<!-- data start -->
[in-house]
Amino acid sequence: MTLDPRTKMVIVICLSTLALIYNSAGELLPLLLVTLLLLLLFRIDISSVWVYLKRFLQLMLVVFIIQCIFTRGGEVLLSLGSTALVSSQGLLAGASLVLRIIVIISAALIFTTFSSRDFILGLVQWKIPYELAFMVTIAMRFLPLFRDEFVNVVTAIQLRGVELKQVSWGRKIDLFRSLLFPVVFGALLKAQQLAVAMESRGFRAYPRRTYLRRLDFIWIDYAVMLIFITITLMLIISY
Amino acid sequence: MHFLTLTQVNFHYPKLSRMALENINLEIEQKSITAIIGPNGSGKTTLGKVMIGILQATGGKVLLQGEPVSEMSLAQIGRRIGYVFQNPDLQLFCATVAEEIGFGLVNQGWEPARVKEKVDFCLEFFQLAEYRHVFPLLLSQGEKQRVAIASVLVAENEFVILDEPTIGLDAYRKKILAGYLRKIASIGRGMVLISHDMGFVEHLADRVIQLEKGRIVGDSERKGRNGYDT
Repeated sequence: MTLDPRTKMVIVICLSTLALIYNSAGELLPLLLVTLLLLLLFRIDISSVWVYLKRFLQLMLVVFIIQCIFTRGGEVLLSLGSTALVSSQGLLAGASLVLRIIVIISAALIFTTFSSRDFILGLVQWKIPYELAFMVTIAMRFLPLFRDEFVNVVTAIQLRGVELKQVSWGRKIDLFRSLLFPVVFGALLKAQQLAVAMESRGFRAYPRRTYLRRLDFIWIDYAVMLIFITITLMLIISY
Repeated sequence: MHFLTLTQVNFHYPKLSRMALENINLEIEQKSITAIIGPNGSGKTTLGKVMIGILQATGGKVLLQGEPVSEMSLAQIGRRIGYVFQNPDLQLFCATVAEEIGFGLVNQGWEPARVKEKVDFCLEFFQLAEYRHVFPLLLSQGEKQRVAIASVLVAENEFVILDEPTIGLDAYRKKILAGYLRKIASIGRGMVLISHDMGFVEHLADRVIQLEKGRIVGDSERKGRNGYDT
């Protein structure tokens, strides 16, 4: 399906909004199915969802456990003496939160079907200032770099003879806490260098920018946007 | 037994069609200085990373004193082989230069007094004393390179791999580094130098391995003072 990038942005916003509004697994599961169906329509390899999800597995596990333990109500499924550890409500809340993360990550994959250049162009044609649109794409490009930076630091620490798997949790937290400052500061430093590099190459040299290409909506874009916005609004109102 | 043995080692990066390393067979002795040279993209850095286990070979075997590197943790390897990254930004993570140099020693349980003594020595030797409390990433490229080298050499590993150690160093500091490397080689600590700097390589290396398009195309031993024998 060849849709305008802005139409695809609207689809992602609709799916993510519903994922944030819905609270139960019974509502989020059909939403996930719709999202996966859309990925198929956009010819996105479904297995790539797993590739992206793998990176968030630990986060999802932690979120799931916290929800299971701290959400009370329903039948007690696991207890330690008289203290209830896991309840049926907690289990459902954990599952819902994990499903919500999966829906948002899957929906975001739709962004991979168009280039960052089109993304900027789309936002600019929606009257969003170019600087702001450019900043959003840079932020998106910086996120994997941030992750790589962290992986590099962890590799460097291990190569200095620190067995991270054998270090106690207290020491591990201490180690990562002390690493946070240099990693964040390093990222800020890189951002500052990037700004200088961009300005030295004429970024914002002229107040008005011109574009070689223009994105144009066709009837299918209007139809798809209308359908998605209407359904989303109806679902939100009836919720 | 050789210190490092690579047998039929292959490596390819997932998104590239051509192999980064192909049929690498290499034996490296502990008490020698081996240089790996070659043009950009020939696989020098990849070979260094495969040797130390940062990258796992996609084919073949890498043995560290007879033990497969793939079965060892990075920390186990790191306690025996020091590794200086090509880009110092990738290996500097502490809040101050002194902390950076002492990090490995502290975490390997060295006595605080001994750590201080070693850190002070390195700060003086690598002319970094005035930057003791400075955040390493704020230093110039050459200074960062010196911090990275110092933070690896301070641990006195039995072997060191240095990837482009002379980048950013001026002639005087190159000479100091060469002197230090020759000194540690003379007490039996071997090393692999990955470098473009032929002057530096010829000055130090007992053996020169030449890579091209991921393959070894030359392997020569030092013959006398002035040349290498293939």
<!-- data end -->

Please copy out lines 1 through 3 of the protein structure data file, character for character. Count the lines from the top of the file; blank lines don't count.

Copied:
[in-house]
Amino acid sequence: MTLDPRTKMVIVICLSTLALIYNSAGELLPLLLVTLLLLLLFRIDISSVWVYLKRFLQLMLVVFIIQCIFTRGGEVLLSLGSTALVSSQGLLAGASLVLRIIVIISAALIFTTFSSRDFILGLVQWKIPYELAFMVTIAMRFLPLFRDEFVNVVTAIQLRGVELKQVSWGRKIDLFRSLLFPVVFGALLKAQQLAVAMESRGFRAYPRRTYLRRLDFIWIDYAVMLIFITITLMLIISY
Amino acid sequence: MHFLTLTQVNFHYPKLSRMALENINLEIEQKSITAIIGPNGSGKTTLGKVMIGILQATGGKVLLQGEPVSEMSLAQIGRRIGYVFQNPDLQLFCATVAEEIGFGLVNQGWEPARVKEKVDFCLEFFQLAEYRHVFPLLLSQGEKQRVAIASVLVAENEFVILDEPTIGLDAYRKKILAGYLRKIASIGRGMVLISHDMGFVEHLADRVIQLEKGRIVGDSERKGRNGYDT